Eye ear what you’re saying, but eye fEAR what you’re doing

Commentary based on the article Biases of the Ear and Eye, by Daniel Chandler

All human beings have two eyes and two ears, but only one heart as the saying goes; therefore, they are meant to be able to see and hear. Daniel Chandler, in his article Biases of the Ear and Eye, discusses the differences and hierarchy between the written word and spoken word.

According to Ong, “Oral speech is fully natural to human beings in the sense that every human being in every culture who is not physiologically or psychologically impaired learns to talk”(p. 81). Therefore, human beings are naturally meant to hear, one of the five senses that we possess. However, as cited in Chandler (1994), “Whilst ranking reason over the senses, amongst the senses Plato accorded primacy to sight (Synnott 1993, p. 131). And when Aristotle decided that we had five senses, he explictly ranked sight over hearing (Synott 1993, pp. 132, 270; Classen 1993, pp. 2-3). In the first sentence of his Metaphysics, Aristotle wrote, ‘Of all the senses, trust only the sense of sight’. This general bias in favour of sight and the eye has persisted in Western cultures over the centuries.” It is interesting to note that Plato accorded primacy to sight even though in the Phaedrus he “saw the technology of writing as an external threat. It was a threat to the importance of human memory. ‘Those who acquire it will cease to exercise their memory and become forgetful; they will rely on writing to bring things to their remembrance by external signs instead of on their own internal resources’” (Chandler, 1994). It is clear to assume that while Plato felt that writing, which requires the use of the eye, was going to have detrimental effects on the human brain, he also felt that sight was the most important sense. In our culture today, I believe that when posed the question of which of the five senses people would least like to lose; eyesight would be a prominent answer.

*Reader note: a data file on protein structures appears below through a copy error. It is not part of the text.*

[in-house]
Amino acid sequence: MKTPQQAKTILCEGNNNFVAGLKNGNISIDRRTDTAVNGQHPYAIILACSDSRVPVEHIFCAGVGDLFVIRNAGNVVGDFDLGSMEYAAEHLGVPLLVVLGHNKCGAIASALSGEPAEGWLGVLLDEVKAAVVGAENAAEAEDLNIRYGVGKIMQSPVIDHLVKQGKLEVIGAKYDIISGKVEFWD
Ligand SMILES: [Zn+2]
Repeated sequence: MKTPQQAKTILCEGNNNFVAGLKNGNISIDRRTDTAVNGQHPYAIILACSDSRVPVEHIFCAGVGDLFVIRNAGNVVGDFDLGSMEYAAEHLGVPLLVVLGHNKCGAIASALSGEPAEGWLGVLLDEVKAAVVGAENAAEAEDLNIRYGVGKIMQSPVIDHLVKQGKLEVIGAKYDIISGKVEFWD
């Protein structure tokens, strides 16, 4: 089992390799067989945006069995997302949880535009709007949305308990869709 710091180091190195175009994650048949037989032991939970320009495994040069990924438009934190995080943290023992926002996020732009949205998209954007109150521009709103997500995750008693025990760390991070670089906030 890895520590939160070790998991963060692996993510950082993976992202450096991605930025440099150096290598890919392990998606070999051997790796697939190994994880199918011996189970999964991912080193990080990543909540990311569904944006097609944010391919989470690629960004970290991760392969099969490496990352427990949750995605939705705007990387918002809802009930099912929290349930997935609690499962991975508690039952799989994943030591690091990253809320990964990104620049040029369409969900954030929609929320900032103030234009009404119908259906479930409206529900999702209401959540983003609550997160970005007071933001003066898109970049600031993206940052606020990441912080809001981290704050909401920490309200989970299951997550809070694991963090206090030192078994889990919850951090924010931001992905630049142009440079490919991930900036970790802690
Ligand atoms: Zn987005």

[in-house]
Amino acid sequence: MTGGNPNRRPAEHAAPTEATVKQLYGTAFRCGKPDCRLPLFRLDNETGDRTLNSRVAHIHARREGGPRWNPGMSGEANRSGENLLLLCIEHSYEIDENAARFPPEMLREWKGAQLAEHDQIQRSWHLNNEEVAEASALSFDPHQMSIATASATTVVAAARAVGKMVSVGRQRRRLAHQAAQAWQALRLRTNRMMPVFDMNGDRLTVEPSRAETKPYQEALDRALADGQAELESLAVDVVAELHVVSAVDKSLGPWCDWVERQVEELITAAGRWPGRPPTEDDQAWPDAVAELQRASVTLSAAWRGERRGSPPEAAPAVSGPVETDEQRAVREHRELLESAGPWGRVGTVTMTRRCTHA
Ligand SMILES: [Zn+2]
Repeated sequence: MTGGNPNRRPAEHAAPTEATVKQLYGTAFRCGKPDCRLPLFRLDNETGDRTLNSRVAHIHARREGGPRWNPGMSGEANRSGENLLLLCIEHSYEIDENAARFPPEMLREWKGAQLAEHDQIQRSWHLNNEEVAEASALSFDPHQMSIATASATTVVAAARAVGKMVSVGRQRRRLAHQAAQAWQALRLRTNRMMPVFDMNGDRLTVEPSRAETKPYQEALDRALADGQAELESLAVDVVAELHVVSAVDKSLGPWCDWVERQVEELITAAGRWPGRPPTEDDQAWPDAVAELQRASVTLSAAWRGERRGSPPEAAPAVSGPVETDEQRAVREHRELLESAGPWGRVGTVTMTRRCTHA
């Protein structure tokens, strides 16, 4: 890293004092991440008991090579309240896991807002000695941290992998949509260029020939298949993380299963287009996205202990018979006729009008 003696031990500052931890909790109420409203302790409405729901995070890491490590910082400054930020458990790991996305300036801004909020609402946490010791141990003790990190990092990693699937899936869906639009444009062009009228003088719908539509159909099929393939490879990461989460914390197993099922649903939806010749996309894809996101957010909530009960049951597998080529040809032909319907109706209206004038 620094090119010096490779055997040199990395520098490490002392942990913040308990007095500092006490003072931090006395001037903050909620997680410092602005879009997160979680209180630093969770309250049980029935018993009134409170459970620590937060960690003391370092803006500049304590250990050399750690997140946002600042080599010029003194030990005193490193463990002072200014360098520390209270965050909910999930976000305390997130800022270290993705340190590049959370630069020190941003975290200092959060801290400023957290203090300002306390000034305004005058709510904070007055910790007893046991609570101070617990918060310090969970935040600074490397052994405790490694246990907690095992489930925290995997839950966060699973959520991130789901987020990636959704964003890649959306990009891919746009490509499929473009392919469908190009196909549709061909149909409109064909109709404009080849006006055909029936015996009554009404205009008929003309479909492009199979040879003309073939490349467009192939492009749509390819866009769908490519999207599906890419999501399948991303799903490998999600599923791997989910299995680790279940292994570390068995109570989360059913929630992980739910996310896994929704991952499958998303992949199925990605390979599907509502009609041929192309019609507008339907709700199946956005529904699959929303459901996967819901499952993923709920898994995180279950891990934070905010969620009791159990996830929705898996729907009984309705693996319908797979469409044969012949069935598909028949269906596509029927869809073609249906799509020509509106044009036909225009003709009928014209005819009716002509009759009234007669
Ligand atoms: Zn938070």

If one puts eyesight and hearing to the test, which one do you think should be ranked higher? Think about the following scenario: you are watching a scary movie. Does covering your eyes make the movie less frightening? Probably. Does plugging your ears instead of covering your eyes make the movie even less scary? My answer to this question is yes; I have tried it, and it works! Sound is often what wakes us up at night, whether actual sounds or sounds created in our heads through our dreams. It is the sounds we hear that cause fear, unrest, or even happiness. Changing the song on the radio can change the way in which one feels. Music directors are specific people on a movie set who “researches, obtains rights to, and supplies songs for a production” (IMDb, 2012). Choosing the appropriate music or sound effects is an important task when making video. In terms of literacy, hearing, which is a component to oral speech is a sense that comes more natural to the human being. According to Ong, “[b]y contrast with natural, oral speech, writing is completely artificial. There is no way to write ‘naturally’. Oral speech is fully natural to human beings in the sense that every human being in every culture who is not physiologically or psychologically impaired learns to talk” (2002, p. 81). Therefore, because human beings are meant to talk, the sense of hearing should be ranked higher than eyesight.